As a filmmaker yourself, how does your experience behind the camera influence your approach to acting and vice versa. 

Overall, my experience as both a filmmaker and actor allows me to approach projects from multiple perspectives, resulting in a deeper understanding and appreciation for the craft of filmmaking, the filmmakers and the acting process. With filmmaking, I just want to make things that are original, that entertain people, that are dynamic, that are character dirven and make people think and want to either change or question where they’re at in life and where they’re going. And that is also how I wish to approach acting, I guess they are similar just the actual craft and how you go about it is different.

Your comedy short film Stalling It, screened at prestigious festivals like BAFTA and BIFA. Can you tell us about the inspiration behind the film and your experience as both writer and director. 

So, my friend Caroline Ward approached me with a fantastic script about bridesmaids who were struggling with feeling like they were behind in life. We worked on the script together and decided to set it in the 80s, adding some fun elements like big hair and wedding cake dresses. We filmed it in one day with an amazing cast and crew, right before the pandemic hit. The response was incredible and people really connected with the characters. It was my first time as both writer and director and I loved every minute of it. It also gave me the confidence to write more, as someone who is dyslexic, I initially lacked confidence in my own voice, but now I see the power in my unique perspective as someone who is neurodivergent, autistic, and ADHD. It has sparked my passion for writing, which is fuelled by my imagination. I have also learned the importance of building a team of kind, caring, and curious individuals. However, now that my acting career has started to get busy, I need to find a balance and make time to continue pursuing writing and directing.


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With such a diverse range of roles in your filmography, from horror to action to comedy, how do you navigate the versatility needed to embody each character authentically?

I think one of the things that drew me to acting in the first place was the opportunity to explore different facets of humanity. Each character I play is like a new journey where I get to delve into their unique experiences, emotions and perspectives. And as a person, coming from a mixed background and being queer and neurodiverse, I understand the complexity and diversity within us all. My curiosity and willingness to fully immerse myself in each character helps me bring authenticity to my performances. Going to therapy has also greatly enhanced my understanding of myself and my ability to tap into different parts of my personality when portraying a character. I’ve learned to embrace vulnerability and to give myself the grace to make mistakes, which helps me bring depth and authenticity to my roles. As Joaquin Phoenix once said, our job as actors is to turn up and embarrass ourselves in order to fully embody a character. And I truly believe that by doing so, we are able to showcase the complexities and nuances of being human. So for me, navigation of versatility in my roles is an ongoing journey of self-discovery and vulnerability, but also an incredible opportunity to connect with different aspects of our shared humanity.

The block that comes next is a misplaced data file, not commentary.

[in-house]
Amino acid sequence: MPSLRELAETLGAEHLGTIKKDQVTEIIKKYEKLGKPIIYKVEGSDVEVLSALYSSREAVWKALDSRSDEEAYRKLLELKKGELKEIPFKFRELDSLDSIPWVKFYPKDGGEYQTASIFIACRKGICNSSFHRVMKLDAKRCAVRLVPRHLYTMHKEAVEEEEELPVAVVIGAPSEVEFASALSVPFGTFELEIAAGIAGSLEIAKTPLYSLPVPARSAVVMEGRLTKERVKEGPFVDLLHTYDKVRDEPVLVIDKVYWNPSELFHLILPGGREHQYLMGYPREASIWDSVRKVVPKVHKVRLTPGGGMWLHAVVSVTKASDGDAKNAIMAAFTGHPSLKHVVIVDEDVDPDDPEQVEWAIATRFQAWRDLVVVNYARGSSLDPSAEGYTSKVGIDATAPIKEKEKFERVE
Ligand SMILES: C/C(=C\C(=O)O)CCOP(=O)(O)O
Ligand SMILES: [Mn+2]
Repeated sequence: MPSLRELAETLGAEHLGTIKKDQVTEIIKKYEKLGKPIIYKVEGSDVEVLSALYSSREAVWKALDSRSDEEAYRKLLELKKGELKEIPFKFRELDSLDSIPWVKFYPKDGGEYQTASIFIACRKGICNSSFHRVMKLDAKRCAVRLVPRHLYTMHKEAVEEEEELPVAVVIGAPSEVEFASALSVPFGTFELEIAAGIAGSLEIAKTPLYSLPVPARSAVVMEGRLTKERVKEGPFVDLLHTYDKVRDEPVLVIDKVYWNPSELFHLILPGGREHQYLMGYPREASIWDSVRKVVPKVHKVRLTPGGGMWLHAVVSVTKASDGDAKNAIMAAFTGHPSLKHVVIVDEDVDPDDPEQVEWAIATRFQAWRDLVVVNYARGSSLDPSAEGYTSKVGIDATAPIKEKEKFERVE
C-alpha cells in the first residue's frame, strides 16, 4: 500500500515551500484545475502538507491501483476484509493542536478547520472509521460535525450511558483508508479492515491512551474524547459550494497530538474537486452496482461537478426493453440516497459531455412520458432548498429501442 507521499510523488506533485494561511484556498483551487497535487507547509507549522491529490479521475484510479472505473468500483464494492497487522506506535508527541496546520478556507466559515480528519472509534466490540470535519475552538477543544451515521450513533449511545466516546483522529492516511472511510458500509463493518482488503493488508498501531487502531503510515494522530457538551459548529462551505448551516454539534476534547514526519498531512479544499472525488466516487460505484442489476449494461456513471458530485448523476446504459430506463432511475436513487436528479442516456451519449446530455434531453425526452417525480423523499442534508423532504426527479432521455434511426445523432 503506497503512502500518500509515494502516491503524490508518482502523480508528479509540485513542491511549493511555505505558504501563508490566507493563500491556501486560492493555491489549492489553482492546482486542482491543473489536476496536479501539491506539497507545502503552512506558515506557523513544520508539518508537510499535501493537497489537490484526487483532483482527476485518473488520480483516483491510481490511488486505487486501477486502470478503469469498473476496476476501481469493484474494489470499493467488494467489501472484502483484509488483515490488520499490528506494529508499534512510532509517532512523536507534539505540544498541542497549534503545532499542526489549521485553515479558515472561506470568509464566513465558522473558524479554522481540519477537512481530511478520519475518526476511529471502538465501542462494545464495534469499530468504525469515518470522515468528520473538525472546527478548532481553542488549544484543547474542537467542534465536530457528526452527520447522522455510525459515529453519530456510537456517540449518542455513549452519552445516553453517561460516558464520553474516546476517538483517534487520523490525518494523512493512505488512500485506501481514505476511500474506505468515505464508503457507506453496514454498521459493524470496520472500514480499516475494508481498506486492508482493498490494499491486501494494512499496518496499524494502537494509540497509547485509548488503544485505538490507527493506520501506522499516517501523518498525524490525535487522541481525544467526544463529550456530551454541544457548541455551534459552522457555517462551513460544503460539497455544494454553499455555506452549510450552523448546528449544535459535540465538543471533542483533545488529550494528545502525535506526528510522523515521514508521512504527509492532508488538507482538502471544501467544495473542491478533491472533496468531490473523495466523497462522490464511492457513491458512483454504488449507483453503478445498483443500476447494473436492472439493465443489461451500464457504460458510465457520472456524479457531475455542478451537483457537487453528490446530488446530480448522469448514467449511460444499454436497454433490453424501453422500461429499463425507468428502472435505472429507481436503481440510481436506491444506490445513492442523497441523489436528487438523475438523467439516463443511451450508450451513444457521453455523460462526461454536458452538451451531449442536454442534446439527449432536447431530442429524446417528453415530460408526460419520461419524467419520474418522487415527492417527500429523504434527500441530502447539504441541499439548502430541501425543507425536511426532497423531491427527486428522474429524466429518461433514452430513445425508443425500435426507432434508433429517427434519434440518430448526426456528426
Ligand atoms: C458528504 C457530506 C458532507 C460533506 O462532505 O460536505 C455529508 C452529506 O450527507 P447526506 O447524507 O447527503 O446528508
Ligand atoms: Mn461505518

Thank you! Doom: Annihilation, Wonder Woman, Silent Witness, Flashback, Two Doors Down- Your credits span across various genres and platforms. What drives your choices in selecting projects? And is there a particular type of role you’re drawn to?

What really draws me to a project is the originality and heart of the story. For example, Red Eye was a beautifully written show that really resonated with me. The writing was so well-crafted that it was all right there on the page. It’s a privilege to be a part of projects like that. I also enjoy being a part of something new and exciting, like the movie Host, which we filmed entirely on Zoom. No one could have predicted that it would be such a success. I’m always drawn to projects that push boundaries and do something unexpected. In addition to the creative aspect, I also like to consider the impact that a project can have. For example, working on something within my community or with people who are making a difference in the world is something that really resonates with me and if my work can help bring attention to important issues or inspire others, that’s a bonus.

Fantastic. Looking ahead, what kind of projects are you excited to explore in the future – Both as an actor and a filmmaker? Are there any dream roles or genres you aspire to tackle next? 

As a writer and director, I am drawn towards comedy and have recently dabbled in horror as well. I love the horror community and their support. However, comedy is a genre close to my heart when it comes to writing and directing. As an actor, I am eager to take on a historic role that is not clichéd or degrading for my mixed heritage. I also have a passion for sci-fi and fantasy – the Lord of the Rings films sparked my love for the industry and I would be thrilled to work on something similar. Anything involving supernatural elements and world-building excites me because it allows for creativity and unique storytelling. I’d love to do a period drama but that’s just because I’ve always wanted to wear a corset, which I know I’m going to regret saying the moment I’m put in one! But ultimately, I am open to any project as long as the script is compelling and the team is awesome. And who knows, new genres could emerge in the future, which is incredibly exciting!


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Red Eye is available on ITV1 and ITVX now


Photographer: Jemima Marriott

Styling: Tilly Wheating

Make-up: Sara Hill

Hair: Chad Maxwell